Friday, January 25, 2013

Diet, Blood Sugar and the 1925 Boston Marathon

The Science of Soccer Online was established to translate “cutting-edge” research into practical applications for the coach. For the most part, I have focused on newly published research and how it relates to performance on the pitch. However, it is worthwhile to look back at our roots, to reflect on early research that set the foundation for what we understand about exercise, training, nutrition and performance. Early studies were simple in design and focused more on observations and less on statistical analyses. Also, these early studies allowed researchers more leeway in the interpretation and application of their results. This post describes two studies from the mid-1920s. Researchers from the Peter Bent Brigham Hospital and Harvard Medical School took one of the earliest looks at blood glucose, diet and performance during the Boston Marathon. What they conclude still holds true for today’s athlete.

The first study was conducted at the 1924 Boston Marathon. Blood samples were taken from several runners before and after the race. They were then analyzed for several constituents, primarily blood glucose (or blood sugar). In 1924, this was not easy task. Today’s ability to draw bold into storage vials, place them on ice or freeze them for later analysis was not available then. The biochemical analysis was also rather complex and time consuming. Thus, at the time, this study was a rather difficult undertaking.

The investigators were quite amazed with the level of post-race hypoglycemia in some runners (low blood sugar). Four of the 12 runners had blood glucose levels at or below 40 mg/dl (2.8 mol/L). This group and others with low blood glucose showed post-race physical conditions that were described as “poor”, “pale” and “stuporous”. In fact, the runner with the lowest blood glucose was “…unconscious ad brought in by the police, perfectly limp.”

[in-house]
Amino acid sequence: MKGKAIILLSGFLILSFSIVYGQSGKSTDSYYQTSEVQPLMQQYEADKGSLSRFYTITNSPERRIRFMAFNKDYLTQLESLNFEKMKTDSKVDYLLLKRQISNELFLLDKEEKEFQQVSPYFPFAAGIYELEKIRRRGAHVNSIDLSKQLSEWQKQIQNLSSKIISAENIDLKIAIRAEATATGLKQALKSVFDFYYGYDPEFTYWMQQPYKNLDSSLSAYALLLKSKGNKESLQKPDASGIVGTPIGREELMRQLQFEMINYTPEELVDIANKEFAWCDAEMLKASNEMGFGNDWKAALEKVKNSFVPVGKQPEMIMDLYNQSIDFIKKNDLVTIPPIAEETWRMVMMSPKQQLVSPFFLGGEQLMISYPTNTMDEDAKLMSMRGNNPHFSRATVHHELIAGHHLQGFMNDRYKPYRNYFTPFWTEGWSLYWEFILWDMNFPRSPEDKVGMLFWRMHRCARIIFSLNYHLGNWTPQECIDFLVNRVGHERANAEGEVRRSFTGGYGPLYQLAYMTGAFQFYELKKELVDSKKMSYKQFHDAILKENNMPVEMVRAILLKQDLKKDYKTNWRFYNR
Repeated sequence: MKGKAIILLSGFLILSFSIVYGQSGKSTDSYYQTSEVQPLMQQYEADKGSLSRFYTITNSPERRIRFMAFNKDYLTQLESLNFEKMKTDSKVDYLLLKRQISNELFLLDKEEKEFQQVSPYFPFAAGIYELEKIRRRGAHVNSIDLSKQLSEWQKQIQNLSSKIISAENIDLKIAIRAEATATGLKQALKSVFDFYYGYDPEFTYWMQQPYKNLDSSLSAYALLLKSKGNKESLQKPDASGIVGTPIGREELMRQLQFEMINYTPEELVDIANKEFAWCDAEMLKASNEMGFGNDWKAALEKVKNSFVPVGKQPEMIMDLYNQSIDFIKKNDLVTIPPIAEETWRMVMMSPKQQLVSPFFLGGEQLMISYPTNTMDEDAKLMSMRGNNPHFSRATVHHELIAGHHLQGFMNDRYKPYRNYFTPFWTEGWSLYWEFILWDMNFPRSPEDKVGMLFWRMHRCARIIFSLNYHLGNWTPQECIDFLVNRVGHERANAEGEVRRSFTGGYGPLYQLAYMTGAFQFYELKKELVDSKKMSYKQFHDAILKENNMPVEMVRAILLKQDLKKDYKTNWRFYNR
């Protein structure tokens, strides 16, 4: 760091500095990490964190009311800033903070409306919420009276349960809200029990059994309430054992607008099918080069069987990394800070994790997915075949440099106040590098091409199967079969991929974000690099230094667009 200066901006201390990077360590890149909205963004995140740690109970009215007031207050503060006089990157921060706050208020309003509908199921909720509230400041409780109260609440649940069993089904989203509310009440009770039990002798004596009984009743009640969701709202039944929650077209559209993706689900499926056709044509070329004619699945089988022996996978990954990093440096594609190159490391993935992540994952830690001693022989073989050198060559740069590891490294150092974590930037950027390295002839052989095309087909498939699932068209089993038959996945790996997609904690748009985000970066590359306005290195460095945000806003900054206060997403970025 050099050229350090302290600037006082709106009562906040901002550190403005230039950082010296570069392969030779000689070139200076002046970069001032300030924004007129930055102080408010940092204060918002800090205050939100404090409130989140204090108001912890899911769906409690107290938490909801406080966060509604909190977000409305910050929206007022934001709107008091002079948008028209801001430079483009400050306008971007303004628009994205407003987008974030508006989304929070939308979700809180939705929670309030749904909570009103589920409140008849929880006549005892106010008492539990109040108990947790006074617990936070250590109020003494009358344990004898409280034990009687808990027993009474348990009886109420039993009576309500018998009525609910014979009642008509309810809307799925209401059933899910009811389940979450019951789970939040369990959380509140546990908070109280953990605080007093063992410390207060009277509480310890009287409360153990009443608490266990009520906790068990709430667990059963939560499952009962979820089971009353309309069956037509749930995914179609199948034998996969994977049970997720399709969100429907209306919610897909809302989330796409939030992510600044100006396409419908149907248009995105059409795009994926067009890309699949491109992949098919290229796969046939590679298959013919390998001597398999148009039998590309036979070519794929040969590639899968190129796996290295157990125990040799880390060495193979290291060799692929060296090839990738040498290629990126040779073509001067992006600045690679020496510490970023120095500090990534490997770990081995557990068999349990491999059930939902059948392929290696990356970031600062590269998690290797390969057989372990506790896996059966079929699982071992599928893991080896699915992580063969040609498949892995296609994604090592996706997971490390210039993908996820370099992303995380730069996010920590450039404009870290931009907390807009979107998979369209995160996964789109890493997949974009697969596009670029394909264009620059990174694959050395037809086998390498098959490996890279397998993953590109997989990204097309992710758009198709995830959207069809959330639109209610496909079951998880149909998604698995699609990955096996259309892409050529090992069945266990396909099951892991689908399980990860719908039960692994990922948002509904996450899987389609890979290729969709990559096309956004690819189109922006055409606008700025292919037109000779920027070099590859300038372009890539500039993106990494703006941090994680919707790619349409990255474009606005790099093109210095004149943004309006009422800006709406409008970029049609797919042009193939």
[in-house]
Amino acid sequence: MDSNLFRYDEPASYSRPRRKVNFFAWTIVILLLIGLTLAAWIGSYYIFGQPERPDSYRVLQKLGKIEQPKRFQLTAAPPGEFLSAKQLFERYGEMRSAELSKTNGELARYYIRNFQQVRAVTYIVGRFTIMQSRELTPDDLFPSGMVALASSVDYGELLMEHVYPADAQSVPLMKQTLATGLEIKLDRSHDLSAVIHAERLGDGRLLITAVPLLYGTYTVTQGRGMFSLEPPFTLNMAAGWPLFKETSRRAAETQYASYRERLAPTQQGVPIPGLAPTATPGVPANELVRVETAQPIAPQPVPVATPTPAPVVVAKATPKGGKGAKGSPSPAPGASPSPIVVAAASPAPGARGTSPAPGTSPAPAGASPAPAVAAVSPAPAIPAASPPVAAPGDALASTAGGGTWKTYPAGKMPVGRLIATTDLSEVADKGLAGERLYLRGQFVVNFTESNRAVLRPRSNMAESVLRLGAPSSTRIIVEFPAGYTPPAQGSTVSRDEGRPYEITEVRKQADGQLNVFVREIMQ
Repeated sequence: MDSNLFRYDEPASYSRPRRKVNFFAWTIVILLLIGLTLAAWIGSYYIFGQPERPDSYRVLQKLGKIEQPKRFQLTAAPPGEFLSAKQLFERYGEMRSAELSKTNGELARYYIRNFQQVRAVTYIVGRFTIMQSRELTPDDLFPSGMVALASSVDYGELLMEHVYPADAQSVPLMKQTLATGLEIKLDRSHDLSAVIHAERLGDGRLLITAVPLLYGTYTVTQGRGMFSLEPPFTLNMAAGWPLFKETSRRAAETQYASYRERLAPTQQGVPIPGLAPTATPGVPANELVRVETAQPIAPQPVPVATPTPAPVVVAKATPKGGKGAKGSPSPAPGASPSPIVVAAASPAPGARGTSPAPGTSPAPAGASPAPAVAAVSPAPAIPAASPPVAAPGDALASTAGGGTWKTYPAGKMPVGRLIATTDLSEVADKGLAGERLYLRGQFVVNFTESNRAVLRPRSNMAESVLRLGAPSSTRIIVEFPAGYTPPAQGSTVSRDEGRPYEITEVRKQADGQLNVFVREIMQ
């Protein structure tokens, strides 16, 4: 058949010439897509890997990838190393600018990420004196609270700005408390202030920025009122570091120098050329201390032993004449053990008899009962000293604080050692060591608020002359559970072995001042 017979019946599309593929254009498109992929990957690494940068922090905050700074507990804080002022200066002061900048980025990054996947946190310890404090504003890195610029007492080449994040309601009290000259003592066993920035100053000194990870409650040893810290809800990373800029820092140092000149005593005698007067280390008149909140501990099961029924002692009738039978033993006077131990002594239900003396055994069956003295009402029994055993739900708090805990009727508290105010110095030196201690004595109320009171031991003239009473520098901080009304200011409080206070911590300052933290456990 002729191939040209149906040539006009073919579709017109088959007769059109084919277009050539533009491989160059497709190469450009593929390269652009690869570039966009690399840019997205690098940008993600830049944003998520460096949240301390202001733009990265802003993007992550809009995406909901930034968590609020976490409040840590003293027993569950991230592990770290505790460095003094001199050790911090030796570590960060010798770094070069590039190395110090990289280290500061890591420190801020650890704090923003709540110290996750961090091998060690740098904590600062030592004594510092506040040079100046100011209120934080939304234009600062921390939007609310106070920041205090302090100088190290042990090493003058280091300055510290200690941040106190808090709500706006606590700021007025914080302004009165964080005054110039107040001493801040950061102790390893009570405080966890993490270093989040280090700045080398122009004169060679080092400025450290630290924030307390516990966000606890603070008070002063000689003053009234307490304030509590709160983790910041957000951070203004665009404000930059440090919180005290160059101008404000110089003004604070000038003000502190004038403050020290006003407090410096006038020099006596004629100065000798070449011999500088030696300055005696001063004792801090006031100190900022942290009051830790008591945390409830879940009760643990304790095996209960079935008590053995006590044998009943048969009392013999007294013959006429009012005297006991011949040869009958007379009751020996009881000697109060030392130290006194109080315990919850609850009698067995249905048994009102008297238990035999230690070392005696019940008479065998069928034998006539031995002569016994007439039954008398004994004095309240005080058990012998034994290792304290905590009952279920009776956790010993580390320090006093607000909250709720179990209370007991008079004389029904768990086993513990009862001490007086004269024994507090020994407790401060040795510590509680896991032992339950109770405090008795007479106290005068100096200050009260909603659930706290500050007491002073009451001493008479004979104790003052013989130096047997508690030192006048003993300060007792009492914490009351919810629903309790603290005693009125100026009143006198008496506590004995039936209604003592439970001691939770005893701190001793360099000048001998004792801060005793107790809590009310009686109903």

At the other end of the spectrum, the winner of the 1924 race did not experience hypoglycemia (he also broke the world record). He, along with others who maintained their blood glucose, had a “good” physical condition at the finish.

What impressed the researchers was how their data related to an earlier study performed on dogs. Dogs with blood glucose levels of 60 mg/dl became weak, those who reached 50 mg/dl became flaccid and those whose blood glucose dropped below 40 mg/dl died. Levine et al. point out that low blood glucose levels in the marathoners (40-50 mg/dl) are rarely seen except in cases of insulin shock.

The significance of the study is that for the first time, researchers showed that during “…such a prolonged and violent effort as a marathon race…” the reserve supply of blood sugar is insufficient. The authors conclude that this condition of hypoglycemia could be avoided by taking in carbohydrates before and during the race. And, eating carbohydrates could help performance. This was a somewhat novel concept since most athletes in the 1920’s ate diets that were high in protein (beef, chicken and eggs) rather than carbohydrates.

In the second study, carried during the 1925 race was designed to test their hypothesis. The runners in the 1924 study were encouraged to eat a high carbohydrate meal the day before competition and to eat candies along the route. Blood samples were again collected before and after the race.